Jason Jollins NYC
Using several turntables, CD players or a hard drive source, a club disc jockey selects and plays music in a club setting. The setting can range anywhere from a neighborhood party or a small club to a disco, a rave, or even a stadium. The main focus of club DJs is on the music they play and how they remix tracks in and out of each other or also just to add a bit of energy to a track.They build their sets by choosing tracks to control the energy level of the crowd and use beatmixing (or "beatmatching") technique for seamless transition between tracks. For more information, see Notable Club DJs.
Hip hop disc jockeys
Notable hip hop disc jockeys
Grandmaster Flash (born 1958), one of the early pioneers of hip-hop DJing, cutting, and scratching. Created the Quick Mix Technique, which allowed a DJ to extend a break using two copies of the same record; essentially invented modern Turntablism.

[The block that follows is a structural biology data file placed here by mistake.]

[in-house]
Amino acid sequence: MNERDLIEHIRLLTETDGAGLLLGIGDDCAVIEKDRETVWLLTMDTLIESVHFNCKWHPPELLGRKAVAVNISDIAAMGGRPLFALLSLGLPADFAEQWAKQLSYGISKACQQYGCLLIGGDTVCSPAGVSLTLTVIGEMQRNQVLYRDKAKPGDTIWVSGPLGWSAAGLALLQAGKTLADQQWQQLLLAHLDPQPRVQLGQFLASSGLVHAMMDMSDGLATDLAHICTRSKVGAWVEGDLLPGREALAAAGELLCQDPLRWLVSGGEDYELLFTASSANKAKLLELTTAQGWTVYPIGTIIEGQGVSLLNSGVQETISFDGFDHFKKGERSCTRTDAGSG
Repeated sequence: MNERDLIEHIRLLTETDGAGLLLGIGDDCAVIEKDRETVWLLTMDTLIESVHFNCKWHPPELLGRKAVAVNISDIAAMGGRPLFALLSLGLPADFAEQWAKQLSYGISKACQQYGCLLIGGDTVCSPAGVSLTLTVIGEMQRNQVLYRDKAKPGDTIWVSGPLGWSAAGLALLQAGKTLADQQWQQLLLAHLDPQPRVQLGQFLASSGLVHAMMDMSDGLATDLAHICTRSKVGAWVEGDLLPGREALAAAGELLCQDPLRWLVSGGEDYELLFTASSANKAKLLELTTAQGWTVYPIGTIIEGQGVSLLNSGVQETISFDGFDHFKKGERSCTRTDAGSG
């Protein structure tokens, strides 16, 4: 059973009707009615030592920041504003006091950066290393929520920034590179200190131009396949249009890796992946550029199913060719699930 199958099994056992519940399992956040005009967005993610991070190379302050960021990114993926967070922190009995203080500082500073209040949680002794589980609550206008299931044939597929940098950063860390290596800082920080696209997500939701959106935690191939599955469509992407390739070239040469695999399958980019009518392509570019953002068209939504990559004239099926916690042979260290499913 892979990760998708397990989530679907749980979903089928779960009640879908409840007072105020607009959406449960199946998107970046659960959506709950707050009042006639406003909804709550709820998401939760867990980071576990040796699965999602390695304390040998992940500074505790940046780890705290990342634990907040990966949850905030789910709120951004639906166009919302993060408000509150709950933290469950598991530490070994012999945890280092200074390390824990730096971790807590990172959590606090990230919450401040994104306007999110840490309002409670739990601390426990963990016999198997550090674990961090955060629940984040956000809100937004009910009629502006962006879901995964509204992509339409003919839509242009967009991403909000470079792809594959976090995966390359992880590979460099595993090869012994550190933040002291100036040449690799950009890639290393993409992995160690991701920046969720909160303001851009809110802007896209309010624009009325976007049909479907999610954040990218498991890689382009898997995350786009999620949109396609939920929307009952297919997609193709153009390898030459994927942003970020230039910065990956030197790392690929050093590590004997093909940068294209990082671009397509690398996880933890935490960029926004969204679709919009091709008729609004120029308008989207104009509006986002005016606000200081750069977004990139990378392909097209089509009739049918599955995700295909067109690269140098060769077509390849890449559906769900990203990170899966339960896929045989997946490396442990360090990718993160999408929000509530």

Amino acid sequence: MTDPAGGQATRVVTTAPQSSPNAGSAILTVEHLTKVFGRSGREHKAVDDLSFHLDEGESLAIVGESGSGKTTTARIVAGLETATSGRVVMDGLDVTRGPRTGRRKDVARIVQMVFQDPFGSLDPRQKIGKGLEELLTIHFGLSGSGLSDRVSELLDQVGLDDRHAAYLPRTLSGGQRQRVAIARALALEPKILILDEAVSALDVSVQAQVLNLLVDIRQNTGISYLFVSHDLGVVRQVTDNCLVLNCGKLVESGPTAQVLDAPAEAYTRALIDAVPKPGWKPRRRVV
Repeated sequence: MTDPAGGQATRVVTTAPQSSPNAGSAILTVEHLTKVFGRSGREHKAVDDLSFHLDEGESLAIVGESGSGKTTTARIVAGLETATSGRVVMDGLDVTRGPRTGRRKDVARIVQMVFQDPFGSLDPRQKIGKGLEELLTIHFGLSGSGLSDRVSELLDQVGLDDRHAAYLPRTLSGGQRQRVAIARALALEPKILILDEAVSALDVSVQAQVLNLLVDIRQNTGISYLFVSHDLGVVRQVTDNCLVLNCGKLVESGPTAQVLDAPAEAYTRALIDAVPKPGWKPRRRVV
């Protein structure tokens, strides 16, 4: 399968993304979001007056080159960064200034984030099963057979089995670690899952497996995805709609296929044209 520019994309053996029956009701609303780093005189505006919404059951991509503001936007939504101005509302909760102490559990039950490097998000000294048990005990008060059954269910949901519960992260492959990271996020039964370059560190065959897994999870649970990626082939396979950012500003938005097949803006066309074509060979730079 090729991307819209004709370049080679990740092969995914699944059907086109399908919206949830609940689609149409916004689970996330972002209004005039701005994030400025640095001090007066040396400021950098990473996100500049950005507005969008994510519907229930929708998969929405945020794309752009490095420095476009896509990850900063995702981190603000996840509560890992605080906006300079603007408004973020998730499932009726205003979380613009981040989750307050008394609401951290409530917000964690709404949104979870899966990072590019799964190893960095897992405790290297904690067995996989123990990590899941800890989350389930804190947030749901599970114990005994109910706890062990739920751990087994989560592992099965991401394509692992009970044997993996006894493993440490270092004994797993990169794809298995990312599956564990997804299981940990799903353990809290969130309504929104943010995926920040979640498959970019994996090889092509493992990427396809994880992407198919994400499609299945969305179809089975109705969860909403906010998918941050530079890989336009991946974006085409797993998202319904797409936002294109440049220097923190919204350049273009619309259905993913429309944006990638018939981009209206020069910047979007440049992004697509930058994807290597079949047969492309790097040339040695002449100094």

Afrika Bambaataa (born 1957), was instrumental in the development of hip-hop from its birth in the South Bronx to its international success. He also created the first hip-hop track to feature synthesizers; "The godfather of hip-hop"
Terminator X (born 1966), DJ of the highly influential hip-hop group Public Enemy. Before rapper, Redman put out albums as an MC, he DJed for several New York City groups and solo artists and even was the official DJ for a New York night club under the name DJ Red Dott.
Mix Master Mike (born 1970), skilled DJ of hip-hop group Beastie Boys, three-time winner of the International DMC Turntablism Award. The X-Ecutioners, a turntablist band with several collaborations with groups and artists, including Linkin Park and Xzibit.
Reggae disc jockeys
In reggae terms (specifically dancehall), the deejay is traditionally a vocalist who would rap, toast, or chat to a "riddim". The term "selector" is reserved for the person who performs the traditional function of a DJ, though he does not always play the music. He often just selects the record and passes it to the mixer who plays it over the sound system.